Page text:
Ancient history

Thor's hammer in Norse mythology

Thor's hammer is Thor's war hammer and goes by the name of Mjolnir. Norse mythology is inseparable from him and he is considered the Viking symbol par excellence. To this day, Thor's hammer is a popular symbol of strength and energy. In this article you can read how it came about, what its meaning is and why it is most often found in women's graves.

The making of Mjolnir

You surely know the Edda. Norse mythology finds its literary image there. And maybe you also know that there are two versions of the Edda. A younger one in song form and an older one in prose. There are therefore two stories about Thor's hammer.

Mjolnir in the Snorri Edda

Sif, the beautiful wife of Thor, had beautiful blond hair. Loki, always up for a prank, cut it off in the night. Not a good idea, because Thor caught him and was, to put it mildly, not very happy:he actually wanted to kill him. Instead, Loki was sent to the dwarves to forge Sif's hair out of gold, which would grow like normal hair. But they forged more than that:Odin's spear and the ship Skidbladnir were also born. With that, Loki made his way home and met the dwarf Brokk, who said he and his brother could forge just as wondrous things. Loki bet his head they couldn't.

Brokk went to his brother Sindri and they both got started. Brokk worked the bellows. Because a fly stung Brokk between the eyes so badly that his eyes bled and he briefly took his hand off the bellows to shoo the fly away, the Thor's hammer came out of the fire with a very short handle.

Mjolnir's magical powers were great though:Thor's hammer is indestructible, it always returns to Thor when Thor throws it, and it can grow so small that Thor can hide it under his clothes. In a meeting of the gods, the gods declared Thor's hammer the best work. Loki escaped - but not entirely unscathed with his mouth sewn shut.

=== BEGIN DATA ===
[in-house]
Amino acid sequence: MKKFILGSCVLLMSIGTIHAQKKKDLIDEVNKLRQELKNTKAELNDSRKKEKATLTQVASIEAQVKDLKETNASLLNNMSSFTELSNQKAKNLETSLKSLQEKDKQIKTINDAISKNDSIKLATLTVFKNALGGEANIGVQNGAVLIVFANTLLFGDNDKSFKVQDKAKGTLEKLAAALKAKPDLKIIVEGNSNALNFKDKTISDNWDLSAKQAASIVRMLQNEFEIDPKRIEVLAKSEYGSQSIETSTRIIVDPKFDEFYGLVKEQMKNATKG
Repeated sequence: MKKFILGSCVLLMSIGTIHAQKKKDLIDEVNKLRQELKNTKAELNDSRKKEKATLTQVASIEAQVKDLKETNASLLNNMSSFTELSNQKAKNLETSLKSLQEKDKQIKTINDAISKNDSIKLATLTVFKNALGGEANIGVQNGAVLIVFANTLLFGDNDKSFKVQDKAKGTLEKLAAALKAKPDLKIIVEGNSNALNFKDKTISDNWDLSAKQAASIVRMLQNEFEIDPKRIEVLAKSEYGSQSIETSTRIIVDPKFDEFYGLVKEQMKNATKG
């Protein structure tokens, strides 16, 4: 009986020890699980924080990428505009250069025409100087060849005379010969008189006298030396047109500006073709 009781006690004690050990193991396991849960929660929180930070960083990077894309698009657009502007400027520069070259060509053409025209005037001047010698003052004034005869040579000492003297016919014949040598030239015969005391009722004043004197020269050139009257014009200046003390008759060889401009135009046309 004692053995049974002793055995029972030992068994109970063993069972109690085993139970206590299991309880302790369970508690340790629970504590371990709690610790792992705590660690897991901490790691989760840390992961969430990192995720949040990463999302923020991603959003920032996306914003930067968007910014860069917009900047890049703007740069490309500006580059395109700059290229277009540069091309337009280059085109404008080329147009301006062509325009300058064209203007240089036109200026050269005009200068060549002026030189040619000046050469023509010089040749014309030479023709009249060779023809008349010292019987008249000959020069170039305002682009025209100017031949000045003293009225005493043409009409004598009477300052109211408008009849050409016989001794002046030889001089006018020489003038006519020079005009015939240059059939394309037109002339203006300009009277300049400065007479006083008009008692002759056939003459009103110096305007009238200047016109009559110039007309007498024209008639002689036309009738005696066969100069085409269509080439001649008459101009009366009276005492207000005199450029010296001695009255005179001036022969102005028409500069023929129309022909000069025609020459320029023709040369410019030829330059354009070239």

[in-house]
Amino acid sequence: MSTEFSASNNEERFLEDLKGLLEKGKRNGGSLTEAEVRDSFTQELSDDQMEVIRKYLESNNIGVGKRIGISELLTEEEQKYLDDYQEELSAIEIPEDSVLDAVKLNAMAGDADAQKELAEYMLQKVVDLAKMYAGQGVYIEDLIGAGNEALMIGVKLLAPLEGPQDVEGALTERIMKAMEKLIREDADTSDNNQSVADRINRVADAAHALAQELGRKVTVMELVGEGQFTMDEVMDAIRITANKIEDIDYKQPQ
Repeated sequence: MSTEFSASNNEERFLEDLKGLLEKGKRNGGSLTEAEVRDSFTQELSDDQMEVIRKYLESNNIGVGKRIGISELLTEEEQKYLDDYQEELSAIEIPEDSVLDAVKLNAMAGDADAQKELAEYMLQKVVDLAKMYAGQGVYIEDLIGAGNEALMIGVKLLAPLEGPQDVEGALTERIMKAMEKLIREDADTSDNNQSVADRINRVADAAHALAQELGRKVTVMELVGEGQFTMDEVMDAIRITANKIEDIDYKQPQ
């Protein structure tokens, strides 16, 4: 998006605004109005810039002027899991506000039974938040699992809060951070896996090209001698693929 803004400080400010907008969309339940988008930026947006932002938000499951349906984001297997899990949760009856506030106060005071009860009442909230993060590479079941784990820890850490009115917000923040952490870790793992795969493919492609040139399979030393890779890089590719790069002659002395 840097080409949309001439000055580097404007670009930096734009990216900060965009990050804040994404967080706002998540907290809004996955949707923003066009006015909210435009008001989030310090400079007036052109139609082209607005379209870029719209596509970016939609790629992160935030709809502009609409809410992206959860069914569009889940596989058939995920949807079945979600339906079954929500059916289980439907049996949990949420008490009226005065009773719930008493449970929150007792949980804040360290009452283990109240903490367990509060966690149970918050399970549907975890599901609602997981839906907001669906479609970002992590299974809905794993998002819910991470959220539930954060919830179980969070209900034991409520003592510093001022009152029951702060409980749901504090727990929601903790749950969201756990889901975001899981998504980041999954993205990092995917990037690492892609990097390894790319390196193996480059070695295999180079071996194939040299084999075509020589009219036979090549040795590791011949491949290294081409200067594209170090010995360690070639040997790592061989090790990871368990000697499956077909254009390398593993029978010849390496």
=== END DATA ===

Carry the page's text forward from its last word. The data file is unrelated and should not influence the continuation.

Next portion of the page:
Mjolnir in the Older Edda

The second story in Norse mythology tells how the giant Thrym steals Thor's hammer one night. Thrym wants to keep Mjolnir until the goddess Freya is brought to him as a bride. Nothing easier than that, think Loki and Thor, and dress up as bridesmaid and bride.

When Thrym serves them a hospitable meal, he becomes a little suspicious. Thor eats an ox, eight salmon, all the sweets, and drinks copious amounts of mead. Loki saves the day by telling Thrym the bride hasn't eaten in a very long time. As a sign of the marriage blessing, Thrym places Mjolnir in Thor's lap, after which Thor slays the giant.

Symbolic meaning of Thor's hammer

Like all sagas, Norse mythology also combines supernatural stories with reality. Thor's hammer is not only the best weapon of the Norse world of gods, it also has other functions.

The thunder god Thor was the protector of humans from the giants. This is his function as a protective god, which is why the Thor's hammer was and is often worn as an amulet. But Thor is also a weather and fertility god. As a blessing of the marriage, a Thor's hammer is placed in the bride's lap or in the marriage bed. In excavations, the hammer was most often found in the graves of women. The Thor's hammer has a function as a weapon and also as an instrument of consecration, protection and healing.

Mjolnir originally symbolized all the functions of the god Thor. As the defender and protector of the people, Thor kept them away from dangers (mainly natural hazards at the time), ensured balanced weather and sufficient offspring in the communities. Mjölnir is a thoroughly ambivalent symbol. On the one hand, it shows the destructive power of lightning and thunder; but after the storm comes the rain that blesses the land. This is also what the weather god Thor stands for.

Norse mythology sees Thor's hammer as a symbol to ward off chaos and maintain divine order. In all ceremonies, be it birth, marriage, the blessing of a field, and probably even funerals, Mjolnir has the character of holding the world in its limbs. This all-encompassing meaning is why Mjölnir remains a prominent symbol of the Viking Age to this day.

Read more:
Karl Simrock (ed.):The Edda, the older and younger, along with the mythical tales of the Skalda, 6th edition, Stuttgart 1876.
The Creation of Mjolnir in the Song Edda translated by Karl Simrock 1851:
Alfred Becker:Mjölnir:Runes on Thor's Hammer from Købelev (Lolland)

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